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Be careful of how elements in your design are perceived as a whole.
What is it?
It's a mailing advertisement for the restaurant chain Costa Vida.
Why is it bad?
The advert attempts to get the viewer to download the app. It even promises to give them a bonus of a $4 reward for doing so. But there is a slight problem with the way this flier has been designed graphically.
At first glance users may interpret this offer much differently. What if I said that some users would think that the app actually costs the downloader $4?
How is this possible?
Well there are certain principles at play here, which we'll go into later, but first lets try a simple test. Designers call this the blur test. You simply blur the image and evaluate the design (you can even just blur your eyes for the same effect).
Are you starting to see why this design might be problematic?
When a viewer gives this a quick first glance all they may see is: DOWNLOAD THE APP $4"
Why does this happen?
There are a few principles at work here.
One is the Law of Pragnanz. Which states "People will perceive and interpret ambiguous or complex images as the simplest form possible, because it is the interpretation that requires the least cognitive effort of us."
Because the "get" part of the text is vertical and a different font, it requires our brains to do more cognitive processing than if the font were horizontal and the same style. Therefore quick glances can easily be mistaken.
Both of these elements (orientation and font style) also strongly enforce the effects of the Law of Similarity in the same ways mentioned above.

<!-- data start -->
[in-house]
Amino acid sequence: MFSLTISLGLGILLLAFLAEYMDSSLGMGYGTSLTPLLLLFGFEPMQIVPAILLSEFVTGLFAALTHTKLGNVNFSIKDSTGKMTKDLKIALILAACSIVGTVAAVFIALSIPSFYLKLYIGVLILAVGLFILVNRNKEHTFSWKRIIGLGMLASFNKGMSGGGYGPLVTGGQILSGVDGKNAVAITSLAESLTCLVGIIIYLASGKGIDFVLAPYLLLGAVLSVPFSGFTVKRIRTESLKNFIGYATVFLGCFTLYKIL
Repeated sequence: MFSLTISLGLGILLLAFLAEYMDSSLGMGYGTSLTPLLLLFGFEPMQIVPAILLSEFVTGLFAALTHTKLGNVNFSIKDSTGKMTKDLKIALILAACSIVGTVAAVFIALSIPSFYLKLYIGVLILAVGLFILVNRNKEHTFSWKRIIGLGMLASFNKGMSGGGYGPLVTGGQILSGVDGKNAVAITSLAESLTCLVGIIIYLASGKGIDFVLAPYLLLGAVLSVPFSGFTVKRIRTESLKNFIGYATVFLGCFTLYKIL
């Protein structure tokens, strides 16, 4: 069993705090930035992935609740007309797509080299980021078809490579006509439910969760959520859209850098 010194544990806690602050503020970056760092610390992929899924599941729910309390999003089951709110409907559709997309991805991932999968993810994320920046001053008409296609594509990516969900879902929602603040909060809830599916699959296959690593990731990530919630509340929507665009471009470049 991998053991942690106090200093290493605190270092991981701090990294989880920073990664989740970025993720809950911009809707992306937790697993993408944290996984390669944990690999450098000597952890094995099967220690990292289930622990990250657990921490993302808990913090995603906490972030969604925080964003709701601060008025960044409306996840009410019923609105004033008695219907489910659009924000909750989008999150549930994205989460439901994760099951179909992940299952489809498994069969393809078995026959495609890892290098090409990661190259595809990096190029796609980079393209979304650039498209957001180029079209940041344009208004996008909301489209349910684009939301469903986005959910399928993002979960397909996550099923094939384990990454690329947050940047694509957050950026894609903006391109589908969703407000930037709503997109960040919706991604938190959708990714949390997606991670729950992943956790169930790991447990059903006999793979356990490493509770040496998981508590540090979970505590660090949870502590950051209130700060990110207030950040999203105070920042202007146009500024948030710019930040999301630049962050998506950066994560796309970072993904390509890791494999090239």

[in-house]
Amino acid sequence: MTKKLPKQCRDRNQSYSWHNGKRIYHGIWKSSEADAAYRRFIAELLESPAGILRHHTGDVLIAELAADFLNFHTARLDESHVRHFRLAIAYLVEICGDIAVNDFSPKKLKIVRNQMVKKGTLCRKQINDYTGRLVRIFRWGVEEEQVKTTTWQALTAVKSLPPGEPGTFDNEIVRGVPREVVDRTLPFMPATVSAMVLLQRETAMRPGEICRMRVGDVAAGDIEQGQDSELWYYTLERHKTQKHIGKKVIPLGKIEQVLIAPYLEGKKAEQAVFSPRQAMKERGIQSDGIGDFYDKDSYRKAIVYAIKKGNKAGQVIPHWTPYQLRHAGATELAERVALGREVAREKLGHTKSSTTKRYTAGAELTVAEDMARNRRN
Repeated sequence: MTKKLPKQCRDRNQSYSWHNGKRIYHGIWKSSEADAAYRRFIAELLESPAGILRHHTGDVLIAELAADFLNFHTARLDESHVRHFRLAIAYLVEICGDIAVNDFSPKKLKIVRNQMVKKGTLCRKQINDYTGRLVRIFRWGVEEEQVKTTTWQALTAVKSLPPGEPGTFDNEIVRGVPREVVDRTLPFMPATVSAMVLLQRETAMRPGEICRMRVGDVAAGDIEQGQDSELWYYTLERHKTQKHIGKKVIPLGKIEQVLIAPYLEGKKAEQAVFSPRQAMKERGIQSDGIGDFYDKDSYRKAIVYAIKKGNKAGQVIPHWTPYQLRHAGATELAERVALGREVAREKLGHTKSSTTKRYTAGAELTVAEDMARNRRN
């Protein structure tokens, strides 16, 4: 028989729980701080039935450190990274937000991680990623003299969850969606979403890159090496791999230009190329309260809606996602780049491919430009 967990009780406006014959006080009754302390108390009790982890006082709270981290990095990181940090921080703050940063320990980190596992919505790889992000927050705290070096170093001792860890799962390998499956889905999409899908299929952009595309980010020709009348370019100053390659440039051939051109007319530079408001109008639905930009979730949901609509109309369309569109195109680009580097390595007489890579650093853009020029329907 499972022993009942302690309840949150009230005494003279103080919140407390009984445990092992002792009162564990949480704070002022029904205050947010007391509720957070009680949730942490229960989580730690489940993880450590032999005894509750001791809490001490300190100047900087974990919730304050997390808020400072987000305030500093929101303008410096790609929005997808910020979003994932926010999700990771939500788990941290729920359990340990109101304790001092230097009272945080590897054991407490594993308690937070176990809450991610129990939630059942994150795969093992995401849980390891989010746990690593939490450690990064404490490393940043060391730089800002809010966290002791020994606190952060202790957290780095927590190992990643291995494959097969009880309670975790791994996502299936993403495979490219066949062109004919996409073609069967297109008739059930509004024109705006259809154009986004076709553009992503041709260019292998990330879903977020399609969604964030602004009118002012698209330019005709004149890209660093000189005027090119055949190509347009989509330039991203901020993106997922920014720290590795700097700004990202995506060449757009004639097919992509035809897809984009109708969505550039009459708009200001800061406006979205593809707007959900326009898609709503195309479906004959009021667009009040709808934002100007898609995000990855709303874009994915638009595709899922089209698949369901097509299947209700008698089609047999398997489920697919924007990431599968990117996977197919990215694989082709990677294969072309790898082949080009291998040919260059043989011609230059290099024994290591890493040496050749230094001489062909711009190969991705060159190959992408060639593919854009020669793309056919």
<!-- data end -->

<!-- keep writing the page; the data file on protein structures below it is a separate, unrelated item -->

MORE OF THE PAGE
And finally, and possibly most importantly, the "get" in the ad does not hold enough visual weight. Visual weight is Graphic Design 101. Basically a design should make vital elements very obvious and "heavy". They shouldn't be able to be missed. For tips on how to add visual weight check out this article.
THE BOTTOM LINE:
If an element is vital to the design, it should have sufficient visual weight so as not to be missed.
How could it be improved?
So where does this leave us? Some of you may be asking how do we get fresh and creative designs then if we can't use font or orientation variations? There's nothing wrong with creativity in designs. Use different fonts, orientations, colors, etc to your heart's content. But do so with the rule in hand that anything you do must not interrupt the primary objective of the design.
The problem in this case is the word "get" was vital to the design. It was the sole differentiator between a viewer thinking the app gave them $4 and it costing them $4; two very different value propositions. Therefore that element needs to have equal-to or greater-than weight than the surrounding elements.
The designer could have done something as simple as a blur test to see that their design could be misinterpreted.